Where are we today in the climate emergency campaign?
In the space of 5 months, the phrase climate emergency has become household. Several months ago, the hashtag #climateemergency appeared in two tweets a week from a handful of the usual suspects. A snap count now shows 80 odd tweets in the past 30 minutes, including from mainstream voices.
For the last few weeks, 1000s with Extinction Rebellion are blocking central streets and bridges in London, demanding that their government implement a climate emergency response.
Just a few weeks ago, The Australia Institute released findings from a nationwide survey that the majority of Australians believe we face a climate emergency and want to see a ‘climate emergency’ response including the type of ‘mobilisation of resources undertaken in WWII’. Use of this language alone is a paradigm shift.
As of today, the phrase, climate emergency’ is used by:
What is the original intended meaning of 'climate emergency'?
Among different campaigners, early uses of the term 'climate emergency' varied slightly but captured the the intention of safe climate restoration at emergency speed. Dedicated campaigners introduced 'emergency' to communicate the urgency and systems change needed, which was in stark contrast to the sluggish aspirations of mainstream environmental organisations and 'good' politicians.
The thinking for what climate emergency in action looked like was based on work of organisations like Centre for Alternative Technology (UK) and Beyond Zero Emissions, (Aust) in the mid 2000s and their urgent sector wide transition plans. Centre for Alternative was using the term 'Climate Emergency' coupled with an emergency response. The transition timeframes proposed for the solutions packages were as short as 10 years.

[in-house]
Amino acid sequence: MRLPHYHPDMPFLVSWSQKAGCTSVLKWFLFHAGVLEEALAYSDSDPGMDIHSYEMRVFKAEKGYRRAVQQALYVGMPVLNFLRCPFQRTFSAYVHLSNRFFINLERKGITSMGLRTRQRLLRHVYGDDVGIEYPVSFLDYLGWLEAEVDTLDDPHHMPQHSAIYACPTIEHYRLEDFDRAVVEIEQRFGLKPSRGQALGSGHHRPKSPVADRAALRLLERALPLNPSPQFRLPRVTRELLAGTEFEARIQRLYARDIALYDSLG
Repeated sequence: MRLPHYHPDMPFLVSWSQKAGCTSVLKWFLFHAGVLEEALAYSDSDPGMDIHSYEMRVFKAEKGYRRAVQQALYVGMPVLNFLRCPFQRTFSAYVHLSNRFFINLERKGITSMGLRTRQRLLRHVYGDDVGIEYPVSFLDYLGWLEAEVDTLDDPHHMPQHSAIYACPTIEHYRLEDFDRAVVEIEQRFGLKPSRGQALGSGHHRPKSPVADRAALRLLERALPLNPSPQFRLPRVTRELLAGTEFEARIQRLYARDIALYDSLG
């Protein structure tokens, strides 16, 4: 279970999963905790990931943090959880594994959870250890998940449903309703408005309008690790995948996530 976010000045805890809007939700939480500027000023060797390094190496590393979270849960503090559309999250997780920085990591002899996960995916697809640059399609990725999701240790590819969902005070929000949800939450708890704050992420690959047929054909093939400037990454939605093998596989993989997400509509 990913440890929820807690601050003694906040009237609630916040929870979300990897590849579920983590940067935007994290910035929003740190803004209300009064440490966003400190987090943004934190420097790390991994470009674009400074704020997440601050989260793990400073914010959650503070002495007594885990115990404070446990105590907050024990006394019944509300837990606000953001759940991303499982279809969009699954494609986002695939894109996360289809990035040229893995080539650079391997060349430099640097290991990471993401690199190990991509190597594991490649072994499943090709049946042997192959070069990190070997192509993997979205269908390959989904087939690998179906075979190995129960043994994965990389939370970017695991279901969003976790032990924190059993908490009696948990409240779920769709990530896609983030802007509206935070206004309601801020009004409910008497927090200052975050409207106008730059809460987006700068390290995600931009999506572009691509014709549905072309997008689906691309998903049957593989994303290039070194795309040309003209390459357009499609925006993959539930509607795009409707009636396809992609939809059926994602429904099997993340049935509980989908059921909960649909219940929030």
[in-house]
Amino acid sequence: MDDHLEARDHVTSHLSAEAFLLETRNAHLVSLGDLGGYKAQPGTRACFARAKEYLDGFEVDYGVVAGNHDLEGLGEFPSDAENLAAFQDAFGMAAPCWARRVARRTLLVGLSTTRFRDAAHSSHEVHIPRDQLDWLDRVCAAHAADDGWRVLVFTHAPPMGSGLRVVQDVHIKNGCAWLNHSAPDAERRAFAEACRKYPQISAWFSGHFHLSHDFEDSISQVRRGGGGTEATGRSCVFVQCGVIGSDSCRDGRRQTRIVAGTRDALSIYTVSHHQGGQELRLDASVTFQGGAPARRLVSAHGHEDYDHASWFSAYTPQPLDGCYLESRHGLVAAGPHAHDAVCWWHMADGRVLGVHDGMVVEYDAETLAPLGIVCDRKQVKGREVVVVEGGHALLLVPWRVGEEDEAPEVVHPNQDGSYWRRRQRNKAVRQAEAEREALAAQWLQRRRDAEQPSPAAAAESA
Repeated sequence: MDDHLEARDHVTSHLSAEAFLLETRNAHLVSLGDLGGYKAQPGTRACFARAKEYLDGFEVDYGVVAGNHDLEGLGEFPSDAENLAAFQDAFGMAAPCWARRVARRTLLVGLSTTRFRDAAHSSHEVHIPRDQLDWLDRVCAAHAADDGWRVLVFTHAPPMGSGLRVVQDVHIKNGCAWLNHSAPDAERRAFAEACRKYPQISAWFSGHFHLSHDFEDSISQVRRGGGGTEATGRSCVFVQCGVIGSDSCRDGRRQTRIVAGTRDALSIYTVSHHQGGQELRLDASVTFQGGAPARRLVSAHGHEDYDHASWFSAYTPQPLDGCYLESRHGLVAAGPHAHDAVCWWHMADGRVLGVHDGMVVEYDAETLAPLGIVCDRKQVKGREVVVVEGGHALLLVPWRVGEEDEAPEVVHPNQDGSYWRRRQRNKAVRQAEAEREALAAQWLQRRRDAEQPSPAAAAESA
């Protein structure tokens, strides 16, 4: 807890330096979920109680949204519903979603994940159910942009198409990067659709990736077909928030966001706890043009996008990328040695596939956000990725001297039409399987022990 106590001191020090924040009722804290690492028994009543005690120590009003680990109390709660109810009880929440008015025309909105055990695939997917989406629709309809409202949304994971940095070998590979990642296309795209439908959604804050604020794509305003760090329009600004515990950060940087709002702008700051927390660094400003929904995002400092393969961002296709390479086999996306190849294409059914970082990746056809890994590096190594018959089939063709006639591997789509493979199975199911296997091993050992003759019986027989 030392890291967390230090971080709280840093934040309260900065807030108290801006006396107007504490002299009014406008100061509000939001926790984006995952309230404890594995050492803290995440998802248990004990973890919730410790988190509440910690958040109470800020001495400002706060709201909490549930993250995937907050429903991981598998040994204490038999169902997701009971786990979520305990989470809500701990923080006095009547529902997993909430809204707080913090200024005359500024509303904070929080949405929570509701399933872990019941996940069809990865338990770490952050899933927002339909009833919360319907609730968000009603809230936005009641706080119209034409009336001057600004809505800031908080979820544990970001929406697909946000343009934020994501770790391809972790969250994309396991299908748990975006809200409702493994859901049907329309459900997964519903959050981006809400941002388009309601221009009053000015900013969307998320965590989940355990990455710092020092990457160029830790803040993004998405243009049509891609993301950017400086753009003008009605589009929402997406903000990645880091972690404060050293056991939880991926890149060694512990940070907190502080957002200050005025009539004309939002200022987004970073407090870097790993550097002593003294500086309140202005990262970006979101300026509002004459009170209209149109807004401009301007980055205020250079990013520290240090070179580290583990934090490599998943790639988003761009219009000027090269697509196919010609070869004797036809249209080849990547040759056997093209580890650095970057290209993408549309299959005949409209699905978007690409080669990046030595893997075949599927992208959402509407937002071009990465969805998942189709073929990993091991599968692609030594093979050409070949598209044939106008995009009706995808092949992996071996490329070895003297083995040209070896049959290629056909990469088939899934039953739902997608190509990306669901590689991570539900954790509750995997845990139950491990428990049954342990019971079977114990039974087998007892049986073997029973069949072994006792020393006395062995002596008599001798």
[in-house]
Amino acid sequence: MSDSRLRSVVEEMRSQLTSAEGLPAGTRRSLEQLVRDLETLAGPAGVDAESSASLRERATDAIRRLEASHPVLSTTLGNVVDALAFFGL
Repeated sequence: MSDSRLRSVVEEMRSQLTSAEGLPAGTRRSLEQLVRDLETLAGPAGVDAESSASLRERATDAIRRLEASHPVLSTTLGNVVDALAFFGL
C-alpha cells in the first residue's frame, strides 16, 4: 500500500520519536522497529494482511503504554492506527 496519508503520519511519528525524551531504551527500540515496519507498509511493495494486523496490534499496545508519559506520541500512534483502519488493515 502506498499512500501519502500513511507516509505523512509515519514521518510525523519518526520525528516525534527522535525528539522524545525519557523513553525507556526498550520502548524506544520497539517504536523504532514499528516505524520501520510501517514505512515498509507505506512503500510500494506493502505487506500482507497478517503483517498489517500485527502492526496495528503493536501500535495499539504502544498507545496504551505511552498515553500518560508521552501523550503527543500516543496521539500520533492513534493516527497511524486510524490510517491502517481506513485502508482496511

From a Australian perspective, grass-roots climate campaigners started using the term at least as far back as 2008 (eg. in Climate Code Red) to represent what was needed to restore a safe climate. The expression was used 26 times in this linked article from 2013. 'Climate Emergency' was formalised in May 2016 with the Australian ‘Climate Emergency Declaration’.
In the US, the term appeared at least as early as 2011. It was probably The Climate Mobilization that popularised the term.
No doubt there were other early uses of the term so apologies if these uses have not been captured. More detail on the history of climate emergency is available here.
Maximum protection = maximum effort at maximum scale and speed
While today there is an ever-loosening use of the term climate emergency, people using the term need to understand that
Because we have an extremely dangerous climate now and switching to a zero carbon society still leaves us with today’s carbon in the atmosphere plus what will be emitted between now and the day we achieve the zero-carbon goal, zero emissions is not a safe end target.
Philip Sutton, Co-Author of 'Climate Code Red' has stated that 'We need a step before setting the goal of restoring a safe climate. Restoring a safe climate is a means to an end – providing protection so the first question is who and what are we trying to protect? Why do we want to protect them? For ethical reasons or because they are a means to protecting something else? And how secure do we want that protection to be?'